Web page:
Firstly, don’t confuse Mohair for Angora, Mohair is from Angora goat while Angora is obtained from Angora rabbit. Angora is known worldwide for its silky texture. Angora has a diameter of 10-16 microns, but although it has a smaller diameter than merino wool, cashmere, and mohair, it still produces more heat than them regardless of its lightweight.

Thereby making Angora suitable for sweeter, felting and suiting production. Angora is also unique for its non-elasticity and so, many producers blend it with sheep wool.

Angora is collected from Angora rabbits by plucking, shearing or mounting. Recently some disturbing videos of angora rabbits being pinned down and screaming in pain as their hair is being plucked for wool. Yearly an average angora rabbit produces 400g. China is the leading producer of Angora followed by Europe, Chile and the United States respectively.

5. Alpaca

Types of wool: Alpaca
Types of wool: Alpaca

Alpaca is wool gotten from Alpaca (animal) a native of South America. Known for its fine and soft texture, the Alpaca has a diameter of 15-40 microns, regardless of these, Alpaca is still seen to be low-quality wool if it’s produced without being blended with other wool.

Yearly 3.5 kilograms of Alpaca is produced per Alpaca. In the market today, Suri Alpaca wool is the most expensive compared to other breeds of Alpaca wool.

6. Camel

Types of wool: Camel
Types of wool: Camel

Aside from Sheep, Goats, rabbits, and Alpaca, Camels produce wool too. The best camel wool is collected from the Bactrian Camel common in Asia.

Each of these camels produces about 2.3kg annually and is collected by hand (collecting moulted hairs) or shearing or combining. The only issue with camel wool is that camel-made clothing easily wears out because camel wool is very soft.

7. Qiviut

Qiviut is taupe grey-colored wool gotten from the Alaskan musk ox. Eight times warmer than sheep wool, Qiviut is the raw material for making sweaters, hats, scarves, and other types of winter clothing.

8. Vicuna

Types of wool: Vicuna
Types of wool: Vicuna

Vicuna is not just one of the types of wool, instead, it is one of the most expensive types of wool. A yard of vicuna wool costs $3000. Vicuna is produced from Vicuna (animal) that lives in the Andes mountain of Peru.

9. Llama

Types of wool: Llama
Types of wool: Llama

Llama is a close relative of Alpaca. Its fibre is a glowing fibre that is weaker and coarser than Alpaca and sheep wool.

Llama wool is rare, and the products made with its wool are rare. Either way, there are still a few pieces of clothing made from llamas but they are warm clothing.

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10. Cashgora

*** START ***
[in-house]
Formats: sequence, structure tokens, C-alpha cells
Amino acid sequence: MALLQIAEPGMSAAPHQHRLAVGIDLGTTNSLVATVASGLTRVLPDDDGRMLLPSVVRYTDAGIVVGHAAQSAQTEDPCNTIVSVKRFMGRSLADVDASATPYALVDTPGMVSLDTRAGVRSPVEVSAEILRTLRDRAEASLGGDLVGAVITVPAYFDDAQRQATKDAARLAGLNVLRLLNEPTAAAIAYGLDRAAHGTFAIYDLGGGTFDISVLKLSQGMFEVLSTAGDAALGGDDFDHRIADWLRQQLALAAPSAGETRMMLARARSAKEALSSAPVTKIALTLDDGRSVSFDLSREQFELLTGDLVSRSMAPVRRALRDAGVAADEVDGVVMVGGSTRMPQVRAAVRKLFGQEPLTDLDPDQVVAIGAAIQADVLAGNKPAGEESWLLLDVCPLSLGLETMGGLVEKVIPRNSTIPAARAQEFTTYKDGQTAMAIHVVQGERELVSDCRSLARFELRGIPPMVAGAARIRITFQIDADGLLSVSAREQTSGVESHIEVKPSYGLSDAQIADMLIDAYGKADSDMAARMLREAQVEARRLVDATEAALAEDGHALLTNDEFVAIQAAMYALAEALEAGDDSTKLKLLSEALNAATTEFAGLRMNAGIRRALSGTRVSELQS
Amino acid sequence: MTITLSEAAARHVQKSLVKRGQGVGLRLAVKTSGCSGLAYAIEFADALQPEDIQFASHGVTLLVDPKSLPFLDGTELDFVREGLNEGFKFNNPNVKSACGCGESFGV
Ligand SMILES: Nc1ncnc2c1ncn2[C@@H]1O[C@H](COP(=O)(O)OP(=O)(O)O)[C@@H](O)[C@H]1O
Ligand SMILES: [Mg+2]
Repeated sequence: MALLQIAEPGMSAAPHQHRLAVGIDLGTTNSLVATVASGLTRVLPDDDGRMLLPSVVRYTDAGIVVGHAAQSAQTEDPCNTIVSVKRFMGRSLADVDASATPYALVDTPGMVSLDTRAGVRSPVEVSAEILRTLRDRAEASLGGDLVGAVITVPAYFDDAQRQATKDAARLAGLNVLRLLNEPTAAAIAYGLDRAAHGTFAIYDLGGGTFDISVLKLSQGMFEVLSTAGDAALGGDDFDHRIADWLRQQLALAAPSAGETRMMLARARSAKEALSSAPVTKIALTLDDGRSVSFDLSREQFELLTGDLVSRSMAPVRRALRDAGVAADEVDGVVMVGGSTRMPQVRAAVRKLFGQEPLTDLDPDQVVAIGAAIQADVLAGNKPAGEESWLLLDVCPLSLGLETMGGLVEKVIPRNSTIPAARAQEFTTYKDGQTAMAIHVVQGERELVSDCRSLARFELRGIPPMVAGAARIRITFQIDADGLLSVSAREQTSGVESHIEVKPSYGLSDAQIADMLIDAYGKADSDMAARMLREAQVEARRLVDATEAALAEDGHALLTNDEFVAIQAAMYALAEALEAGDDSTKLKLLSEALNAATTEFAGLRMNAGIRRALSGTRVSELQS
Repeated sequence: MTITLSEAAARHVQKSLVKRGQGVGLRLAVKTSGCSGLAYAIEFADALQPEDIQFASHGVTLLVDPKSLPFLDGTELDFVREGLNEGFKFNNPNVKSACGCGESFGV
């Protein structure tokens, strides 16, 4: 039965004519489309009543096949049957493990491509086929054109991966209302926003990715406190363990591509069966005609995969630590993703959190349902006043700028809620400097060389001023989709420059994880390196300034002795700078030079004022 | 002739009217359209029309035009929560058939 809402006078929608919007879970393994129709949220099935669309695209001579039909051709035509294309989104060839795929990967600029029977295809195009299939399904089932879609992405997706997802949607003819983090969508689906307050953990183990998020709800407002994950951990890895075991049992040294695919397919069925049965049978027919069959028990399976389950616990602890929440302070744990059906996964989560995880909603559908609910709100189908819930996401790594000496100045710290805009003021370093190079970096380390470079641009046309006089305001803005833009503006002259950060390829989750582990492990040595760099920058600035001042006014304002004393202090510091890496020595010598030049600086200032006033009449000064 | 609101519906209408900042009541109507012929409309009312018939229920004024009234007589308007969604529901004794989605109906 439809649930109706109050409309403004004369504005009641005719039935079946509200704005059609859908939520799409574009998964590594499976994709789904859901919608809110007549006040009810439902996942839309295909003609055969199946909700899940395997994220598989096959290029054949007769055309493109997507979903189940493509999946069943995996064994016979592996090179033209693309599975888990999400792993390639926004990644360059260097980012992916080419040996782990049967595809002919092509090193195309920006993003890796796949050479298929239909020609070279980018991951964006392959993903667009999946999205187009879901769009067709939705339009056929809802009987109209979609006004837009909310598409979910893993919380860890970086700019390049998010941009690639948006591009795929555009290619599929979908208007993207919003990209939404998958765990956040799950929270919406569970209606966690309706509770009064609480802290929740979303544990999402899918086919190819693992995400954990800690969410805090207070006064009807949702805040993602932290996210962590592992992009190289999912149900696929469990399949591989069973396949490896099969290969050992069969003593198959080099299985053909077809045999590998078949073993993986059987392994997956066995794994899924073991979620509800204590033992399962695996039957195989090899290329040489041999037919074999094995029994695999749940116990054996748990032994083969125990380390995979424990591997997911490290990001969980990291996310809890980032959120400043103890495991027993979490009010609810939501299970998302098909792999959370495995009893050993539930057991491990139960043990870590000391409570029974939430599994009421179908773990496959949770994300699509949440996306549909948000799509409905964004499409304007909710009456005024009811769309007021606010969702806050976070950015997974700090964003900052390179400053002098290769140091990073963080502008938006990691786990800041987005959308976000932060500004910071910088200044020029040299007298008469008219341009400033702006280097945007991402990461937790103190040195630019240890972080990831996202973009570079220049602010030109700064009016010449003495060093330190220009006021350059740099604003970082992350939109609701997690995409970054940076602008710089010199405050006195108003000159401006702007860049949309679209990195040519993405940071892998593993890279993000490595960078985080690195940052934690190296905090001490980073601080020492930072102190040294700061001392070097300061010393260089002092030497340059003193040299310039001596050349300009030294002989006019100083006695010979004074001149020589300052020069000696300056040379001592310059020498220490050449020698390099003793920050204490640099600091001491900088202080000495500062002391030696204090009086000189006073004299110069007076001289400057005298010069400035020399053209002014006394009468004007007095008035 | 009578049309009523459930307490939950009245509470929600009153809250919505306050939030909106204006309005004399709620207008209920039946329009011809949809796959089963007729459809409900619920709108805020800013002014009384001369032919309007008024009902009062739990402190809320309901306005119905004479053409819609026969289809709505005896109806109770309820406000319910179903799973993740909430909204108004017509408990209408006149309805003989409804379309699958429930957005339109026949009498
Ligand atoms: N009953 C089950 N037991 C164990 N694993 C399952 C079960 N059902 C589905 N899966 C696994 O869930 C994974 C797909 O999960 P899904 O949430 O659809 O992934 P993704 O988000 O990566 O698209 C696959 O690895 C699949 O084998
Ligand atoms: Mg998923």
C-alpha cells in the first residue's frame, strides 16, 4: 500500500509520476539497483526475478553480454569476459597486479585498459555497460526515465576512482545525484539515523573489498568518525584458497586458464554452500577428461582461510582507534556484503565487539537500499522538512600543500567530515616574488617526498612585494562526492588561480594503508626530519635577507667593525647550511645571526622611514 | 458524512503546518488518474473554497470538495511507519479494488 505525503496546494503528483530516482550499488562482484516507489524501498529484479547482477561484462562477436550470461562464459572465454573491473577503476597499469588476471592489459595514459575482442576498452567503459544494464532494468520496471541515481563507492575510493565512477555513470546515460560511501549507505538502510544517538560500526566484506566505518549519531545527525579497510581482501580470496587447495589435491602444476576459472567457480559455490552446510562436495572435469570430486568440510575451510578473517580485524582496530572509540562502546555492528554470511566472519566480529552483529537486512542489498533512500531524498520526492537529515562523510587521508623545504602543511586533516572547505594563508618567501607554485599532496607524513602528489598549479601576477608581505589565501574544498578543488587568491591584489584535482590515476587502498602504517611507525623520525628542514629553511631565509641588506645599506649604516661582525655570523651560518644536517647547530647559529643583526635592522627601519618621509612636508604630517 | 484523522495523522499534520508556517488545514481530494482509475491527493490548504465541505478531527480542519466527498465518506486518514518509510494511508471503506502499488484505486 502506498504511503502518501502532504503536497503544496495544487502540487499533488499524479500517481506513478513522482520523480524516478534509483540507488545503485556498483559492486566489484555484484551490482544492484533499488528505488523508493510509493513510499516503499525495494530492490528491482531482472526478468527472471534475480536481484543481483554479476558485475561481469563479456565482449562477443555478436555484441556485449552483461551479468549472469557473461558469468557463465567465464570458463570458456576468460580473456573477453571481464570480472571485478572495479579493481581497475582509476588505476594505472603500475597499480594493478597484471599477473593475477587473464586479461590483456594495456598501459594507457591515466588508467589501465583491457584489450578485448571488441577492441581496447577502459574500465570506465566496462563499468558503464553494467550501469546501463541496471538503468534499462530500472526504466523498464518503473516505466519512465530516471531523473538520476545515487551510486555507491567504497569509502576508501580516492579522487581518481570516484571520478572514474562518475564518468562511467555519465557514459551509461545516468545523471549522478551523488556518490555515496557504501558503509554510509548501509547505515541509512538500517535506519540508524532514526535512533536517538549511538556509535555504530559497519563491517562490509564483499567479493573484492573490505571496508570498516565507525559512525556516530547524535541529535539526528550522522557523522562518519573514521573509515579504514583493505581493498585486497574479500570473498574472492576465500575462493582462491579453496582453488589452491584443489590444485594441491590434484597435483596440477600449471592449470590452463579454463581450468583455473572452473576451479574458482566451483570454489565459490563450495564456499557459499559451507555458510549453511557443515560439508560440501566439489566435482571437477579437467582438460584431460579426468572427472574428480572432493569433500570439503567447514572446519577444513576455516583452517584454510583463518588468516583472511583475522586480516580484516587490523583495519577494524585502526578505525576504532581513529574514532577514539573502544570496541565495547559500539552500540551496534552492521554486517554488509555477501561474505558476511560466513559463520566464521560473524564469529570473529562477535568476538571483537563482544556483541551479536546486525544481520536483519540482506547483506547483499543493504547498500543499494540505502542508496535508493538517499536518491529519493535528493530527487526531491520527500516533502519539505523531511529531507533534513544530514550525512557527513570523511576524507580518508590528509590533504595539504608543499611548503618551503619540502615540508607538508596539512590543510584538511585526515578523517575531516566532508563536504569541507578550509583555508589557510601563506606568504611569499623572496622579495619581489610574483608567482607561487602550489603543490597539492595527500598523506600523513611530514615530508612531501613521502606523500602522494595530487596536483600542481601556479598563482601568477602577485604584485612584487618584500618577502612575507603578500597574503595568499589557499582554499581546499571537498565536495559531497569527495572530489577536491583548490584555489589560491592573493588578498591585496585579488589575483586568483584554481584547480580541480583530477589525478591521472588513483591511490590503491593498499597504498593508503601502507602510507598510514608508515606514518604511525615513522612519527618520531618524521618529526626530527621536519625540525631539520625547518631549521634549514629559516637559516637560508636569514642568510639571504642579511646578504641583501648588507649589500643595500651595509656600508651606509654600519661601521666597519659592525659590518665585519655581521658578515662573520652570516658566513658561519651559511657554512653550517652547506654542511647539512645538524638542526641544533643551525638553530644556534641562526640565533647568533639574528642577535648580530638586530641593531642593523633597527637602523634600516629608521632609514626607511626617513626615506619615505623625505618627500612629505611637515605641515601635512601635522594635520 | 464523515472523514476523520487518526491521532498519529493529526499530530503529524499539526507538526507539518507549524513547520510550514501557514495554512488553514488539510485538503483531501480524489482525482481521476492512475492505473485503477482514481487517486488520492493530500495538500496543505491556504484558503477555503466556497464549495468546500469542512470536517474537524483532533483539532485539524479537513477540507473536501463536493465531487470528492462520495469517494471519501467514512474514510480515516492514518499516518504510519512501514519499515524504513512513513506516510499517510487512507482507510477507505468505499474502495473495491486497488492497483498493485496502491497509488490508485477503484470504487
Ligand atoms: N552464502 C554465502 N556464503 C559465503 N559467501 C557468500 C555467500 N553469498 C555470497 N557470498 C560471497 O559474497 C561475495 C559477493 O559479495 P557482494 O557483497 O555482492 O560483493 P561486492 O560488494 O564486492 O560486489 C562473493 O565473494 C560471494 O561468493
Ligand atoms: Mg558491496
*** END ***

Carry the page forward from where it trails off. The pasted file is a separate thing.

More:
Okay here goes a riddle. If a male Cashmere goat falls in love with an Angora doe and she gets pregnant, what will their kid be called?

The offspring of the crossbreeding is called Cashgora. Cashgora has a finer texture than mohair but is not as fine as Cashmere.

11. Melton

The last type of wool we would be discussing is Melton. Melton is one of the toughest and warmest wools, woollen into a twill weave. The uniqueness of Melton wool is its wind-resistant ability.

11 Facts About Wool

Are you a fact-finder? Here are the 11 facts about wool you need to know.

  • Wool was one of the most valuable commodities for centuries. That even in 1 Kings 3:4 the king of Moab (Mesha) used wool as a tribute gift.
  • Wool has been produced in Egypt 3400 years ago. ( prove archaeological discoveries).
  • Other animals outside sheep produce wool.
  • Outside Clothing, wool is utilized in the production of piano dampers or absorbent pads.
  • Wool is said to be 100% natural if the impurities in it are not more than 5%.
  • Wool is biodegradable and can be used for fertilizing plants (17% Nitrogen content)
  • Wool can absorb and repel water.
  • The fastest shearer in History is Hilton Barett. Being able to shear a sheep in 39.31 seconds.
  • Modern wool fibres range from 16-40 microns.
  • Itching is caused by the uneven thickness of wool.
  • There is a way of grading your wool clothing. On its label, you will see an S and a number by its side. It signifies the fitness of the wool and Super S signifies virgin hair mixed with costly wool.

How Is Wool Fabric Produced

Do you want to know how to produce wool by yourself? Here you go, thank us in the comment section.

  • Shear the wool
  • Scour the wool
  • Sort the wool
  • Card the wool
  • Spin the wool into yarn
  • Weave the yarn
  • Add the finishing touches


The post is an interesting adventure. From what wool is, down through the benefits, types of wool, and 11 facts about wool then we ended with how to produce wool.

Hope it was clear and not ambiguous. For questions and opinions feel free to comment but most importantly subscribe to this website for more of this goodness.